Let us know more!

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Old 07-13-2006, 06:08 AM   #19
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1995 33' Land Yacht
Houston , Texas
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Thanks for all the great advise!

My professional mechanic friend came over with all his toys last night, and after about 2 hours gave me the bad news. The compression test showed 150-155 on all cyl. except #7, which was 65psi. All the spark plugs (although new) were very clean. We were not able to do the leak down test because my air compressor quick connect did not match his equipment.

He said the bottom line was that the head is going to have to come off, and it looks like it's going to need a valve job.

I have thought of taking it back to the dealer like Bob suggested, because everyone here thinks the overheating was a major factor creating the problem. The overheating was done at the dealership by their mechanics, who told me the indicator was faulty & not to worry about it.

The dealership protects itself, however, by not calling these guys mechanics, they are "porters" and do light maintainence, test drives, and repair of non-engine issues. Also, the dealer is a "consignment lot" and they do not own the units - this is confusing however, because they do all the paperwork, give you a paper temp buyers tag, and show to be the previous owner on the registration... so I guess the dealer purchases the RV from the owner and then sells it to the buyer.
Troy Marrs
95 Land Yacht 33

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Old 07-13-2006, 06:48 AM   #20
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...but the Airstream part of your new MH is great, right?

All of us MH owners feel for you and have or should realized at some point that we shouldn't expect a 10+ year old "truck" to not give us mechanical difficulties...that's part of the adventure of owning an older unit. It is the satisfaction of knowing that I own, and can maintain myself, a wonderful piece of Americana that also makes my collector's item such a "cool" thing to buy ...have ...restore ...upgrade ...fix ...tinker ...

Another great thing about the P-30 / 454 combo is that the engine and chassis are easy to work on and parts are easily available. There are alot of aftermarket performance parts available for the 454 from local auto parts stores, speed shops, catalogs and online.

Hang in there and great luck on your new "project" , er...Airstream
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Old 07-13-2006, 07:20 AM   #21
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1986 34.5' Airstream 345
Louisville , Kentucky
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Sorry to hear about your problem with number 7. Since this was the same cyl with the bent rod you may have some mechanical damage on the piston to deal with as well.

I would highly recommend talking to the dealer before you tear apart the engine. I doubt you have much recourse but it's worth a try. I don't know what the lemon laws are in TX, but you should familiarize yourself with them as well. Most reputable dealership, consignment or not, want happy customers. and are willing to work with customer who barely got the unit home from the lot. At a minimum I would ask the dealer for some money back to cover the repairs. Go in with a quote in hand.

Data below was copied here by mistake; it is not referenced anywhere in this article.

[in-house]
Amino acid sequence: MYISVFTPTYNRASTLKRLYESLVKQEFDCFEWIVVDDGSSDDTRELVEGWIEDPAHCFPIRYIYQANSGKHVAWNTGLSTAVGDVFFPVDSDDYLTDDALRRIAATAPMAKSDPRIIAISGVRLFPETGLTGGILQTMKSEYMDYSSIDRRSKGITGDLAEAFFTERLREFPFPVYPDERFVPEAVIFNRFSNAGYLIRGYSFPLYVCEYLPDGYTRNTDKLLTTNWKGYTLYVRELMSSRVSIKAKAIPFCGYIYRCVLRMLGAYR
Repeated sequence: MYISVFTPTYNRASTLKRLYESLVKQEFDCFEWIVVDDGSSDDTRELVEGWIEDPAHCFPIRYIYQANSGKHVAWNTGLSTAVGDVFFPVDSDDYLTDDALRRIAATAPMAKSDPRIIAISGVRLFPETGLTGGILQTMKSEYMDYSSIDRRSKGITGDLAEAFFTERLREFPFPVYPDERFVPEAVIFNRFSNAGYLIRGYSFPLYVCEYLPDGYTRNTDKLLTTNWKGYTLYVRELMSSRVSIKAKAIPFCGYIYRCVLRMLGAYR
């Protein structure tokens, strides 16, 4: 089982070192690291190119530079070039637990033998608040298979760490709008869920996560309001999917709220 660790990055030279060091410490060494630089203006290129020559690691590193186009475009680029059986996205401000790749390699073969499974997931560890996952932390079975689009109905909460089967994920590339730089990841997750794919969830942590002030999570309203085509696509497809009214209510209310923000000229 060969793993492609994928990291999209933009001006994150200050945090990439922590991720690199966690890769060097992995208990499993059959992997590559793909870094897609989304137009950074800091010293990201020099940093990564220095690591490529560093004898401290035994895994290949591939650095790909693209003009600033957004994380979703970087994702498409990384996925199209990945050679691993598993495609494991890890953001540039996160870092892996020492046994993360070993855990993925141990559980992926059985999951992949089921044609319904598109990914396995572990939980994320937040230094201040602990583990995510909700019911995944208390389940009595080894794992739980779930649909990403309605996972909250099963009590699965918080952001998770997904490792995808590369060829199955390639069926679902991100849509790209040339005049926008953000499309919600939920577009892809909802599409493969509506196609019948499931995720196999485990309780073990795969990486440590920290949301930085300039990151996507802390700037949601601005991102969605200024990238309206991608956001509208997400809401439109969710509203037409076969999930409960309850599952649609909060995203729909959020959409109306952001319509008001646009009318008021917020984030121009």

Having said that, in a vehicle like an Airstream I've always taken the approach the the powerplant it just another sub system, like a fridge, generator or roof air unit. They do wear out and can be replaced so you can continue to enjoy the coach for years down the road.

Good luck with the dealer recourse and repairs.
Steven Webster
1986 Airstream 345 Classic Motorhome
AIR 1760
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Old 07-13-2006, 10:49 AM   #22
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1993 21' Sovereign
Colfax , North Carolina
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After your friend pulls off the valve cover, and before he removes the rocker arms, crank the engine (with the distributor power unplugged) and watch the motion of the two rocker arms on #7. Make sure they both have about the same range of motion, you may (not likely, but maybe) have a worn off cam lobe on that valve. It won't cost anything to look at, and might save you some time down the road.
Meddle not in the affairs of dragons, for you are crunchy, and taste good with ketchup.
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Old 07-13-2006, 02:03 PM   #23
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If there was damage, at least it doesn't sound like there was any scoring of the #7 cylinder wall, or I would expect a little blue smoke at startup and perhaps idle. If you can get away with just a valve job on this you'll be doing pretty good!

If you happen to look at the rocker arms/camshaft as Terry suggested and the lobe is flat on that valve, then you could drop in a high performance cam, and then put on a nice set of headers when you get that hole in the exhaust pipe patched. Better yet a new Magnaflow dual exhaust system. Yeah! Of course there's all that EGR stuff to consider though - but it's kinda fun to think about.

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Old 07-13-2006, 10:06 PM   #24
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1995 33' Land Yacht
Houston , Texas
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Thanks for the support. I got an estimate today from a local shop that works on motorhomes. They said they will repeat all the tests, and do a few more for $190 (required). If they do a valve job on both sides & replace the lifters as well, the estimate is $2600. They also said I can expect to pay $400-$600 more in labor as they find "breakage" and have to drill out broken bolts, which they expect to see.

This seems a little high, as I was expecting more in the $2000 range. Anyone know if this is a good price for a motorhome? I will get two more estimates tomorrow (Friday) and see how far apart they are.